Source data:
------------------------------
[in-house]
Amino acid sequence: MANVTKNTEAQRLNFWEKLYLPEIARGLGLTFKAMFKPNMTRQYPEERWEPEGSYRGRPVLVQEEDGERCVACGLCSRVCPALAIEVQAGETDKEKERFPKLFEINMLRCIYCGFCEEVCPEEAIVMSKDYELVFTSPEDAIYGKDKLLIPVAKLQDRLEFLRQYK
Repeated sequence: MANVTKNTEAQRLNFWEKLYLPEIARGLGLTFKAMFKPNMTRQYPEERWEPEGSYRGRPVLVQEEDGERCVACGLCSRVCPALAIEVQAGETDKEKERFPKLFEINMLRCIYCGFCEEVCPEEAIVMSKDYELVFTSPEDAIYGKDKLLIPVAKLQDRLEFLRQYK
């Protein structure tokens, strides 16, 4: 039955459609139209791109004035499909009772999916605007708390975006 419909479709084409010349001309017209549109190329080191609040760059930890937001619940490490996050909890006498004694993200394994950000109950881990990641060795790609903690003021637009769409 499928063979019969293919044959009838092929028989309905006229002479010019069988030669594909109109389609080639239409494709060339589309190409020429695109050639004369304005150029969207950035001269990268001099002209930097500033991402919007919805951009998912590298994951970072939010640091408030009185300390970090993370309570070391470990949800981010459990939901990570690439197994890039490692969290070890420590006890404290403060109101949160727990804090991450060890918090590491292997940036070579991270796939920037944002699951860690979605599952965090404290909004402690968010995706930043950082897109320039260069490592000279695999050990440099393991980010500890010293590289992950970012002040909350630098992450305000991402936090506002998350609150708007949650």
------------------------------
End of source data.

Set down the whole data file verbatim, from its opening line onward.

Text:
[in-house]
Amino acid sequence: MANVTKNTEAQRLNFWEKLYLPEIARGLGLTFKAMFKPNMTRQYPEERWEPEGSYRGRPVLVQEEDGERCVACGLCSRVCPALAIEVQAGETDKEKERFPKLFEINMLRCIYCGFCEEVCPEEAIVMSKDYELVFTSPEDAIYGKDKLLIPVAKLQDRLEFLRQYK
Repeated sequence: MANVTKNTEAQRLNFWEKLYLPEIARGLGLTFKAMFKPNMTRQYPEERWEPEGSYRGRPVLVQEEDGERCVACGLCSRVCPALAIEVQAGETDKEKERFPKLFEINMLRCIYCGFCEEVCPEEAIVMSKDYELVFTSPEDAIYGKDKLLIPVAKLQDRLEFLRQYK
């Protein structure tokens, strides 16, 4: 039955459609139209791109004035499909009772999916605007708390975006 419909479709084409010349001309017209549109190329080191609040760059930890937001619940490490996050909890006498004694993200394994950000109950881990990641060795790609903690003021637009769409 499928063979019969293919044959009838092929028989309905006229002479010019069988030669594909109109389609080639239409494709060339589309190409020429695109050639004369304005150029969207950035001269990268001099002209930097500033991402919007919805951009998912590298994951970072939010640091408030009185300390970090993370309570070391470990949800981010459990939901990570690439197994890039490692969290070890420590006890404290403060109101949160727990804090991450060890918090590491292997940036070579991270796939920037944002699951860690979605599952965090404290909004402690968010995706930043950082897109320039260069490592000279695999050990440099393991980010500890010293590289992950970012002040909350630098992450305000991402936090506002998350609150708007949650």